In repeat fashion, The Hunger Games: Mockingjay – Part 2 scored its second straight weekend at the top of the domestic box office over Thanksgiving weekend. Holding off impressive newcomers The Good Dinosaur and Creed, Mockingjay – Part 2 scored a $52 million turkey-stuffed second outing.
The fourth and final film in The Hunger Games franchise slipped a light 49.3%, which is the smallest drop for the franchise in its second weekend. Considering many people were disappointed with the $102 million opening weekend (a steep decline from the first two films’ opening gross was hard to ignore), this seems to placate some of the criticism of the diminishing star power of the franchise, which is preposterous for a film that has already crossed the $400 million mark worldwide. At this point its safe to say Mockingjay – Part 2 is a bonafide hit.
Coming in at second place is Pixar’s newest film, The Good Dinosaur. Grossing $39.1 million ($55 million over the five-day gross), this is a new low point in terms of opening weekend for the animation studio juggernaut, whose previous film Inside Out grossed $90 million in its first weekend on its way to a total cume of $356 million earlier this year. While on the surface the gross seems disappointing, this time of year many films open to lesser grosses but have longer box office life spans due to the holidays and families traveling. Something tells us The Good Dinosaur is in it for the long haul.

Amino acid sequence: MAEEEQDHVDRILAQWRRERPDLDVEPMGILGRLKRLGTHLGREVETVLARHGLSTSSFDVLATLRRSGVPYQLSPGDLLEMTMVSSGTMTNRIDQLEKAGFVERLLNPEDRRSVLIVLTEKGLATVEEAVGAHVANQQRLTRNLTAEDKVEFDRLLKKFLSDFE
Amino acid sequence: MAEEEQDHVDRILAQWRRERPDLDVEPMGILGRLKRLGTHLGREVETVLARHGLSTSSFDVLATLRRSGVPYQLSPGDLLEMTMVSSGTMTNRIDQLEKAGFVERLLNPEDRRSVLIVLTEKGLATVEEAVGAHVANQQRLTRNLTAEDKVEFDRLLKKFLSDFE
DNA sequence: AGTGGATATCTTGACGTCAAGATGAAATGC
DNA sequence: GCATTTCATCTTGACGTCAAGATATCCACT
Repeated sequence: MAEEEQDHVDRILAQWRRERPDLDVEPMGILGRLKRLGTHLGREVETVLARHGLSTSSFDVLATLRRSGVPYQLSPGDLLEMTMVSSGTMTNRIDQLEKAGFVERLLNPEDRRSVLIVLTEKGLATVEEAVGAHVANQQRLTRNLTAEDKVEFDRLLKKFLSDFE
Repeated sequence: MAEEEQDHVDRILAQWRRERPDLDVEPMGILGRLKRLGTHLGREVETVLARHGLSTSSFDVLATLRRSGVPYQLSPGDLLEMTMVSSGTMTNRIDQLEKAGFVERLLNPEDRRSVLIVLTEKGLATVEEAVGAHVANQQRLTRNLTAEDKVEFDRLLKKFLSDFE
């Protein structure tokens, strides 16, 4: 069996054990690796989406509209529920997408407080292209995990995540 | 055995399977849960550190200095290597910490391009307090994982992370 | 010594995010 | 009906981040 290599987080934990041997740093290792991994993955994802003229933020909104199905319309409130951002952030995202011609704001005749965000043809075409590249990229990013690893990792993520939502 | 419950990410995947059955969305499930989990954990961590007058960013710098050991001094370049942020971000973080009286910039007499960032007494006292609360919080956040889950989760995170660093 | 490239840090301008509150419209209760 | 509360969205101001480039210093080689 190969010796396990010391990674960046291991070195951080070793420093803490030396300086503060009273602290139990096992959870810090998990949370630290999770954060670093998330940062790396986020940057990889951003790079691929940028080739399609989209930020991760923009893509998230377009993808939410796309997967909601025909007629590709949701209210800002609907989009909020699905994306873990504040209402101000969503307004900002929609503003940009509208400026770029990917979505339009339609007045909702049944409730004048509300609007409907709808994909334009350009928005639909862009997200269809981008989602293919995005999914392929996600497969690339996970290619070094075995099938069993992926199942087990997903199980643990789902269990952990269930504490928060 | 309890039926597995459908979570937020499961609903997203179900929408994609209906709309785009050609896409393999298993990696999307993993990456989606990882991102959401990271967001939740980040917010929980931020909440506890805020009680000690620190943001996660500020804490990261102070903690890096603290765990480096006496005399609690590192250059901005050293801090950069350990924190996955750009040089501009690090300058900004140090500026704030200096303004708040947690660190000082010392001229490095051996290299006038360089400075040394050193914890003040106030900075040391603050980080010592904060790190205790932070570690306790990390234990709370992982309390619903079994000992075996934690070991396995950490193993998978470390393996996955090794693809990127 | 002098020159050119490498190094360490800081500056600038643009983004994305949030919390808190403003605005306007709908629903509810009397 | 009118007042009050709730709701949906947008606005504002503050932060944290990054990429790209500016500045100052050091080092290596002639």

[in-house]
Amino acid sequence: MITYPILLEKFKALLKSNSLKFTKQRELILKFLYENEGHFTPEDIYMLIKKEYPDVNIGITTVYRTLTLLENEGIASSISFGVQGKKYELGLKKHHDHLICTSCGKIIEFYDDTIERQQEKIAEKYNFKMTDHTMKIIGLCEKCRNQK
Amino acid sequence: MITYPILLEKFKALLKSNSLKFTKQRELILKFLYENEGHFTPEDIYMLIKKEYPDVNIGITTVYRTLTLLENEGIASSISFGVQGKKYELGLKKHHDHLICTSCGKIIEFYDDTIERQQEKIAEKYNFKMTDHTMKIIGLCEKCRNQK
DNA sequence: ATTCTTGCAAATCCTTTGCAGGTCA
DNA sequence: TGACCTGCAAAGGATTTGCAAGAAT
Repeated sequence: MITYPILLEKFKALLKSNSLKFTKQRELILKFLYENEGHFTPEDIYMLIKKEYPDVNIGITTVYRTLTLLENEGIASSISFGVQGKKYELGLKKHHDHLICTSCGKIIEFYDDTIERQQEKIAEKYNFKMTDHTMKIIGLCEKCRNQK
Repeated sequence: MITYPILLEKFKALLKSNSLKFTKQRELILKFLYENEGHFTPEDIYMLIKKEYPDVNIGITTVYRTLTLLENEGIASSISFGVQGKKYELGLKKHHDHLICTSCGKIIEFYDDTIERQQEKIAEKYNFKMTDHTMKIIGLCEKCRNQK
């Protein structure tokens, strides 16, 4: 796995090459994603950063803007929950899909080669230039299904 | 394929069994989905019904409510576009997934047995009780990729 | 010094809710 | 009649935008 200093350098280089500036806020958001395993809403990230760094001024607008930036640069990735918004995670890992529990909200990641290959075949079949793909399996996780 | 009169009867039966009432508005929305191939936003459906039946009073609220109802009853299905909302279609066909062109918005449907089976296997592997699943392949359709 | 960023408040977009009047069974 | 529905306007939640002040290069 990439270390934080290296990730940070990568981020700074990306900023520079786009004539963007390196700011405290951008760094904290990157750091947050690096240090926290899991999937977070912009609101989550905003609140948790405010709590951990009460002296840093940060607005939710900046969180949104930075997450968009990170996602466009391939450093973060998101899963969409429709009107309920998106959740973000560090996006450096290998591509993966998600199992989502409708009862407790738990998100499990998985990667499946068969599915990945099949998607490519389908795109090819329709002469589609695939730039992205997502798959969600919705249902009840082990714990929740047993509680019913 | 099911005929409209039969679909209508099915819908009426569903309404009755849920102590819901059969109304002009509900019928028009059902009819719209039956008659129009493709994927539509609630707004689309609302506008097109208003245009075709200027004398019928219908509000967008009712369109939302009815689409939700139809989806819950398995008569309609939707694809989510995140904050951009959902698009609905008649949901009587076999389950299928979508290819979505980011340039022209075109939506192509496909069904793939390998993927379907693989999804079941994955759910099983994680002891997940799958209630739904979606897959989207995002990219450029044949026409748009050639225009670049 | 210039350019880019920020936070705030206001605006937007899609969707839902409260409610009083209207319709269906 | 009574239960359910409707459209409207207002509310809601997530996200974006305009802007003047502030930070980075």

The revival of the Rocky series nabbed the third spot with Creed bringing in $29.6 million ($42 million over the five-day gross). Shifting from protagonist Rocky Balboa to Apollo Creed’s son (Adonis Johnson) and casting up and coming actor Michael B. Jordan proved a shrewd move on the part of producers, as new life was breathed into the 40-year old franchise. Having already grossed over half of the total take of the last film in the series – 2006’s Rocky Balboa grossed $70.2 million – it looks like Rocky, or better yet Adonis Johnson, is here to stay for a while.
Capping of the new releases this week was the Daniel Radcliffe and James McAvoy vehicle Victor Frankenstein, which was a complete flop taking in just $2.4 million over the weekend. That’s one of the worst weekends for a film opening in over 2,500 theatres. Meanwhile Spotlight and Brooklyn continue to do great business in limited release (less than 900 theatres), grossing $4.4 million and $3.9 million respectively – which also give insight into just how bad Victor Frankenstein is performing. Spotlight is considered the early frontrunner for Best Picture with glowing reviews to go along with it.